Linked to financial instruments is the issue of offsetting, or netting. This is a presentation issue and involves presenting the net amount due under two opposite contracts. For example, if you were a builder who owed a car dealer €30,000 for the purchase of a truck, but the dealer owed you €20,000 for building a showroom, you have opposite contracts, and you might want to show in your balance sheet a net payable of €10,000, instead of a payable of €30,000 and a receivable of €20,000.

This is not usually a particularly significant issue for non-financial businesses, but it can be very significant for financial institutions that may have very many contracts in both directions with other financial institutions. At the moment the IFRS rules differ from those of the US, and non-US banks appear to have much larger balance sheets than their US counterparts, because the US banks are able to offset more widely.

The subject is dealt with in IAS 1 Presentation of Financial Statements, which carries a general prohibition of offsetting, except where another standard allows it in particular circumstances. IAS 32 Financial Instruments: Presentation makes such an exception. It allows assets and liabilities with the same counterparty to be offset in the financial statements (not in the accounting books) where (a) there is a legal and enforceable right to offset, and (b) the entity has the intention to pay net or make simultaneous settlement.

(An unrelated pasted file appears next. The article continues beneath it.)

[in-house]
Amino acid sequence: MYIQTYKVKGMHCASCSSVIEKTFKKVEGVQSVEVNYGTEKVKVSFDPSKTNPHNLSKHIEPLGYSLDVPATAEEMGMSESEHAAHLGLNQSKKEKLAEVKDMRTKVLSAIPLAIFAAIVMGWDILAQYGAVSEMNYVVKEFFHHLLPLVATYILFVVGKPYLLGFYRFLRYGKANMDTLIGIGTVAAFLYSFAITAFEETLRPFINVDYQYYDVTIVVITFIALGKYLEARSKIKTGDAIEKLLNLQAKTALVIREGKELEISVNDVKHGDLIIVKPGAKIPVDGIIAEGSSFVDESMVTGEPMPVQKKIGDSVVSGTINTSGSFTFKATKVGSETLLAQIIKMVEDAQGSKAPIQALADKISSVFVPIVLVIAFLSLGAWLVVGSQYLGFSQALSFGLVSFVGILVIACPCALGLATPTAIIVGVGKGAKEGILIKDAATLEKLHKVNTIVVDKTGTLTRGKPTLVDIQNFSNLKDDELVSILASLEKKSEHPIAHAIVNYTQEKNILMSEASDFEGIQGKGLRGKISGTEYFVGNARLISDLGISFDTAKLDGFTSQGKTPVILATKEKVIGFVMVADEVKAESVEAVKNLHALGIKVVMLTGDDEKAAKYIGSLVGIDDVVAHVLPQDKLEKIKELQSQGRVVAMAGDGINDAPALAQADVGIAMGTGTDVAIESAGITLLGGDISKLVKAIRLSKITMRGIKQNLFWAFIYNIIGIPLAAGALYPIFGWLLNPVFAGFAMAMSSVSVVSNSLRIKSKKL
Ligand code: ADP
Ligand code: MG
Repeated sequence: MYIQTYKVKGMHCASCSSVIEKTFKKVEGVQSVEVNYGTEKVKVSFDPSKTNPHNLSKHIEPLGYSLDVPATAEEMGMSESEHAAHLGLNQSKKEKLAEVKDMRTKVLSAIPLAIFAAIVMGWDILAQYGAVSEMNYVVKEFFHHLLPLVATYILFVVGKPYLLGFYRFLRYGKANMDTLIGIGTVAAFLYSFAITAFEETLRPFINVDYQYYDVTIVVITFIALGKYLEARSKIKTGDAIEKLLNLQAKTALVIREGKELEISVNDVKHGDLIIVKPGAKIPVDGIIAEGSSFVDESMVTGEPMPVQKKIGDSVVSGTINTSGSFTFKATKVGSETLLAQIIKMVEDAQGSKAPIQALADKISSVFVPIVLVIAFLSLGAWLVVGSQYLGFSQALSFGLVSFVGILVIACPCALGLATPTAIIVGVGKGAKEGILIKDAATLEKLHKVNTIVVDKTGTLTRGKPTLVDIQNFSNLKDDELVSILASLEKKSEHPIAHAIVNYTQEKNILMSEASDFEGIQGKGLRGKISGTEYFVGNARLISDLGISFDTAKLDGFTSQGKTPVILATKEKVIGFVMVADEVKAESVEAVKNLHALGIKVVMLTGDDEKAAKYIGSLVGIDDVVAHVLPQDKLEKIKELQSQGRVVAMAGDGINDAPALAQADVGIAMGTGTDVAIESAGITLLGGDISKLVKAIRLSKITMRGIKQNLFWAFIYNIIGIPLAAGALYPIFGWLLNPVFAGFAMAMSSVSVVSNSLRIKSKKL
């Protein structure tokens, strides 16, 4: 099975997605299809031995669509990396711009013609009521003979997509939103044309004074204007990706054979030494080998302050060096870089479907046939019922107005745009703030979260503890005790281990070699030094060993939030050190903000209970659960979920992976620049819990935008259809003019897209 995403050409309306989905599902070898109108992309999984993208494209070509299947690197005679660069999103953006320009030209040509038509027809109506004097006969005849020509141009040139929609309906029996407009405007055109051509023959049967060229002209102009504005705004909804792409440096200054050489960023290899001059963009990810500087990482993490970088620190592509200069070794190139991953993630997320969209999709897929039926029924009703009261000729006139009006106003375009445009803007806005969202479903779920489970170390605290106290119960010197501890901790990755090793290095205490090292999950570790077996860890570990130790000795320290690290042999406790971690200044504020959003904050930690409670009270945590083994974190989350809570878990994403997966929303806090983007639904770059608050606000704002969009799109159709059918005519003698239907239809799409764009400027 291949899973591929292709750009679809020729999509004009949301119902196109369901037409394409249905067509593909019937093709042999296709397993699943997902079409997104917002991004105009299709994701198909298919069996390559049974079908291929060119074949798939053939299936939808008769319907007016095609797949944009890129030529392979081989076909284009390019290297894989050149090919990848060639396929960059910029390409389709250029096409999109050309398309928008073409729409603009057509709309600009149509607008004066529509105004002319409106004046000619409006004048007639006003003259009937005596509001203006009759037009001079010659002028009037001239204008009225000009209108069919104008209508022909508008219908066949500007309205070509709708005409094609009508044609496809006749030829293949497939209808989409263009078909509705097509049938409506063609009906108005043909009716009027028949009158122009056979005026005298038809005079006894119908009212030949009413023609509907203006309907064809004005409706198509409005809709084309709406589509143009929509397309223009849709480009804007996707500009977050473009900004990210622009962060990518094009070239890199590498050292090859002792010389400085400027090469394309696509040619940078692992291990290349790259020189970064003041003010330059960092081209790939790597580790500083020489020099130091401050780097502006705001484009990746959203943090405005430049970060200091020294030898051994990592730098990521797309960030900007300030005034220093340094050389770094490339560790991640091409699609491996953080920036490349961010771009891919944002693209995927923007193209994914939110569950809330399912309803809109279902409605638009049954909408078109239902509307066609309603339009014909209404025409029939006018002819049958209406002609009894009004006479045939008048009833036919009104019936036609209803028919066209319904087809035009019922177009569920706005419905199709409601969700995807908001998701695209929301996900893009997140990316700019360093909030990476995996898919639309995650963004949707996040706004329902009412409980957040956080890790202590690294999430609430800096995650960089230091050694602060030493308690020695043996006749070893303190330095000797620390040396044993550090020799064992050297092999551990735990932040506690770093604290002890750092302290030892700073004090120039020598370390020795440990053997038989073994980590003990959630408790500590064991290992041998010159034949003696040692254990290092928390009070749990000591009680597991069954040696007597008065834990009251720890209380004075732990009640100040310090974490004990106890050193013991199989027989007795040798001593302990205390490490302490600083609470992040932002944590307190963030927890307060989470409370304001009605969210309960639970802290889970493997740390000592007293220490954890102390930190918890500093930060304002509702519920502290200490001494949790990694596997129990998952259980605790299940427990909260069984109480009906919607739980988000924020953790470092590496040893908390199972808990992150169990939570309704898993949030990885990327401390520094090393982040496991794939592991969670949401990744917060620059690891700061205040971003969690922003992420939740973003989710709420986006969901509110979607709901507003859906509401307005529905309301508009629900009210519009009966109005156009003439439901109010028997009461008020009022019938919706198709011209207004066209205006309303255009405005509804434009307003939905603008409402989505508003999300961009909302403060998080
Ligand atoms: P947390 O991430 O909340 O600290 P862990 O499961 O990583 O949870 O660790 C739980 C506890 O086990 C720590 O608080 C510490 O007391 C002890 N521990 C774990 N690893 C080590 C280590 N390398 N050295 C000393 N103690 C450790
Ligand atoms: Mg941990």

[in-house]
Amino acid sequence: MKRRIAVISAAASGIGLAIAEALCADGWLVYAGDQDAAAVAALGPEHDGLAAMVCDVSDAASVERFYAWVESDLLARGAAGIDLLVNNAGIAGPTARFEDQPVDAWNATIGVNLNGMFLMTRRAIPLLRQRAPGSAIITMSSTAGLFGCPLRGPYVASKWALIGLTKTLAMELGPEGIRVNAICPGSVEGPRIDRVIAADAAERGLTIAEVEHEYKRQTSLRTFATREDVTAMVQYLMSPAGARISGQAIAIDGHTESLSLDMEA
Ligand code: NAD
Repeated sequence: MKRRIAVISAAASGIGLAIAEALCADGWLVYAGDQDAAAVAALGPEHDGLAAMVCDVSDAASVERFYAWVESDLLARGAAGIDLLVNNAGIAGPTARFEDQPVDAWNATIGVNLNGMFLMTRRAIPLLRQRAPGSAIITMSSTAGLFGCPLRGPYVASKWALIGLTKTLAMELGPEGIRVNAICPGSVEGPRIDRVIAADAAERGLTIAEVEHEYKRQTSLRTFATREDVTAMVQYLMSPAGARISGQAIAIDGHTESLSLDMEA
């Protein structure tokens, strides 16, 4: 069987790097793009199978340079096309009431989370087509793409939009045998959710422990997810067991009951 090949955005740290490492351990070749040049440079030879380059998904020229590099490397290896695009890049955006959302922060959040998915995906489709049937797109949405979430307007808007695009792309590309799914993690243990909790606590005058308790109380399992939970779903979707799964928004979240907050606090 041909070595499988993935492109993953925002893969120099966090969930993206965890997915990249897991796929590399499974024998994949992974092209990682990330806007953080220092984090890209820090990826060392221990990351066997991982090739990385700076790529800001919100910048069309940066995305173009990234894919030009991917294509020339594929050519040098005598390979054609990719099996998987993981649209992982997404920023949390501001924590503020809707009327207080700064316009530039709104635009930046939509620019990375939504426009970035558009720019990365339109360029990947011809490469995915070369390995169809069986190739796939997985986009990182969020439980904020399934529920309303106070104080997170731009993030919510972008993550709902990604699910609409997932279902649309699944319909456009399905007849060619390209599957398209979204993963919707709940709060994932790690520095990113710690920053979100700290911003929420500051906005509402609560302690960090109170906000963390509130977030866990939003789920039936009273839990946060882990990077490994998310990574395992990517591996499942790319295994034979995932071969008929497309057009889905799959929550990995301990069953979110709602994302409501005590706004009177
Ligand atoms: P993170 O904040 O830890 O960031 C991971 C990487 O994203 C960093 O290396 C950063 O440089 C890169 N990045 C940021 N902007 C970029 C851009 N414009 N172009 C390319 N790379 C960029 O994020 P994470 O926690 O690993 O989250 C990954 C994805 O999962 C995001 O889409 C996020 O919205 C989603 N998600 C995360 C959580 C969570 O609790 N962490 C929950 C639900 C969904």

US GAAP, however, is less restrictive when ...

Get An Executive Guide to IFRS: Content, Costs and Benefits to Business now with the O’Reilly learning platform.

O’Reilly members experience live online training, plus books, videos, and digital content from nearly 200 publishers.